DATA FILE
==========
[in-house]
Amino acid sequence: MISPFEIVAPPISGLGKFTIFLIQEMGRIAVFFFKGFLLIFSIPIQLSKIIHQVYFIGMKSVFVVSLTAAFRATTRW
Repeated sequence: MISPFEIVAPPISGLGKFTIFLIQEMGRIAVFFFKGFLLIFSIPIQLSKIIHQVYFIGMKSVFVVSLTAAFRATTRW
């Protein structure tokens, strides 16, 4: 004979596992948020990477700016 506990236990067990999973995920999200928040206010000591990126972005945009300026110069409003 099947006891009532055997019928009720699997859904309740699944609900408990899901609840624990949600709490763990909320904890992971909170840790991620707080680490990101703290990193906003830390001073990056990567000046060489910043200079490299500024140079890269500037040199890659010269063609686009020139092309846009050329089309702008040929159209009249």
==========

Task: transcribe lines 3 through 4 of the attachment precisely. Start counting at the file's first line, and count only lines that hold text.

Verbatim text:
Repeated sequence: MISPFEIVAPPISGLGKFTIFLIQEMGRIAVFFFKGFLLIFSIPIQLSKIIHQVYFIGMKSVFVVSLTAAFRATTRW
């Protein structure tokens, strides 16, 4: 004979596992948020990477700016 506990236990067990999973995920999200928040206010000591990126972005945009300026110069409003 099947006891009532055997019928009720699997859904309740699944609900408990899901609840624990949600709490763990909320904890992971909170840790991620707080680490990101703290990193906003830390001073990056990567000046060489910043200079490299500024140079890269500037040199890659010269063609686009020139092309846009050329089309702008040929159209009249």